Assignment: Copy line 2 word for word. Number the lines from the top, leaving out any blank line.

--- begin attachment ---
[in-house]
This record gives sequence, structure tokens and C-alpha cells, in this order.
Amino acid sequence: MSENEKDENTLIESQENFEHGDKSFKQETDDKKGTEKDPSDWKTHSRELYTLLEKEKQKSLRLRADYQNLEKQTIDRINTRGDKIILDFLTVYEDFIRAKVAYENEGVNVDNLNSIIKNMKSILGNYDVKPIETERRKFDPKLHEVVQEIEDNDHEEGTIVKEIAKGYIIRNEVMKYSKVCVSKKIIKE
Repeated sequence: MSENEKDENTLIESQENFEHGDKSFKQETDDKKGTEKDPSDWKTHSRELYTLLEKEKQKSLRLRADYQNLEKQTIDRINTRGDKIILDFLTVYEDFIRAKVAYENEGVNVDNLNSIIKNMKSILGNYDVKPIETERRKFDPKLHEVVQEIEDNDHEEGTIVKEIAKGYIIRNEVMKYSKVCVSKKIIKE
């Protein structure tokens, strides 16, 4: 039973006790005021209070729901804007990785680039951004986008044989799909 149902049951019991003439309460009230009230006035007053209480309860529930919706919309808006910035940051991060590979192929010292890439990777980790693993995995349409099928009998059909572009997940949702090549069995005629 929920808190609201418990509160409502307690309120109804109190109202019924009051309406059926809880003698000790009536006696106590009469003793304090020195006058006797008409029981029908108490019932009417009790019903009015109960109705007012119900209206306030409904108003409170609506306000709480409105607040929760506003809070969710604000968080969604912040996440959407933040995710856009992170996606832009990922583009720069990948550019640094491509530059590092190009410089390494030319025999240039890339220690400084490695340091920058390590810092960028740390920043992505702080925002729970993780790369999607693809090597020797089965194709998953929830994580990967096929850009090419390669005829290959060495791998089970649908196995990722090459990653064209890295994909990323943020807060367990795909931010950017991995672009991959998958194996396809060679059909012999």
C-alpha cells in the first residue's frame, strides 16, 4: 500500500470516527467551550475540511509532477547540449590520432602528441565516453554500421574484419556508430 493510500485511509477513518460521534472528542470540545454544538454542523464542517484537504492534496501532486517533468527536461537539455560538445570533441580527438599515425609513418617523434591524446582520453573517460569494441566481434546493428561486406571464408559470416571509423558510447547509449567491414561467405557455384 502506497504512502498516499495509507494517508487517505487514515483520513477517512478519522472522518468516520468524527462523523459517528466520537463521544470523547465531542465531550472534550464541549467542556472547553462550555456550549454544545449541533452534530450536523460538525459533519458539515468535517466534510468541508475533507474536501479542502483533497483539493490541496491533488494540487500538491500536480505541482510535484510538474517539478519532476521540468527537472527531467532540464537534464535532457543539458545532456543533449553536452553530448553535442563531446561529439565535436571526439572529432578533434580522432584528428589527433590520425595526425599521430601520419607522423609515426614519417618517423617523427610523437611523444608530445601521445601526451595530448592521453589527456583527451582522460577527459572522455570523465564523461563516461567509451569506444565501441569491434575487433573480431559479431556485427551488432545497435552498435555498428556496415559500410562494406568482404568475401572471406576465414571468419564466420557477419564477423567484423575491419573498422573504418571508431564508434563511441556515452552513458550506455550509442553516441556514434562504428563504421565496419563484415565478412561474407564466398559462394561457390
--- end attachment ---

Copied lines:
This record gives sequence, structure tokens and C-alpha cells, in this order.